Security researchers with Avast recently took a look at several shopping apps to see just how much retailers know about their shoppers. What the team found was a bit alarming, to say the least.

Target's shopping app was among those randomly selected for a closer look. Avast discovered that data collected as part of the app's Christmas wish list feature was easily accessible via the Internet. The problem, it seems, is that Target's API didn't require any sort of authentication. Once they figured out how user IDs were generated, the team said the data was served up on a silver platter in a JSON file.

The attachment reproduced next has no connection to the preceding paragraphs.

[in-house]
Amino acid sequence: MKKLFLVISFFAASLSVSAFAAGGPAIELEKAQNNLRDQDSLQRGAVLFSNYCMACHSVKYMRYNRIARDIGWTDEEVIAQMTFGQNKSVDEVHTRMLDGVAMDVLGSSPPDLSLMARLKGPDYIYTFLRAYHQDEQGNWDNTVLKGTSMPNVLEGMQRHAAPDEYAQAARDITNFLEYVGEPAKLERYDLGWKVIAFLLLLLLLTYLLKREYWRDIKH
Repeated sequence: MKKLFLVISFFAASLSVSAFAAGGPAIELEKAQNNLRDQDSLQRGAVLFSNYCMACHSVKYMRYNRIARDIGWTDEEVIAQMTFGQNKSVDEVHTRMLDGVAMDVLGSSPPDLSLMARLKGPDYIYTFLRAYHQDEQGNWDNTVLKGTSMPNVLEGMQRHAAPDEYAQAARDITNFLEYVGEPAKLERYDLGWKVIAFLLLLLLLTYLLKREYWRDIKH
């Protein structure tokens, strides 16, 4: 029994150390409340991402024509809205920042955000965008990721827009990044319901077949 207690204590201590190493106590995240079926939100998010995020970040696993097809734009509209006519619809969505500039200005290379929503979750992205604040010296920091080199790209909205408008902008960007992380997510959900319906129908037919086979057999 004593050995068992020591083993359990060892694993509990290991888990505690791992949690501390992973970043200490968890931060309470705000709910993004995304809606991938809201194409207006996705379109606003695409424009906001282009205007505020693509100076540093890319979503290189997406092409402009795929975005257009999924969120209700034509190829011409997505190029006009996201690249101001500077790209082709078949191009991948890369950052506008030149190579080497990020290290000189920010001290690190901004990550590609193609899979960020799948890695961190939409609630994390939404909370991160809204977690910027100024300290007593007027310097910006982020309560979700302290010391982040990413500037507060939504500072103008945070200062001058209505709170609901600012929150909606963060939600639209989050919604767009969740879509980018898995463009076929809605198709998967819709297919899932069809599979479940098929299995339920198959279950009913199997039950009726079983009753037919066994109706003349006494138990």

The wish list feature collected data including names, addresses, e-mail addresses, phone numbers, types of gift registries they may have signed up for and items on said registries.

Using a sampling of data, Avast was able to determine that the most popular brand on peoples' list was made by Gerber, that people using the app were most likely to live in California and Texas and that the most popular name among users was Jasmine.

Target wasn't the only retailer taking part in questionable practices. Avast found that the Walgreens mobile app requested the most unnecessary permissions of any app it examined. The Home Depot app came in at a close second, we're told.

Curiously enough, Avast didn't alert Target to the security issue before publishing its report. As CNET points out, Target shut down certain elements of its wish list feature after learning of the breach.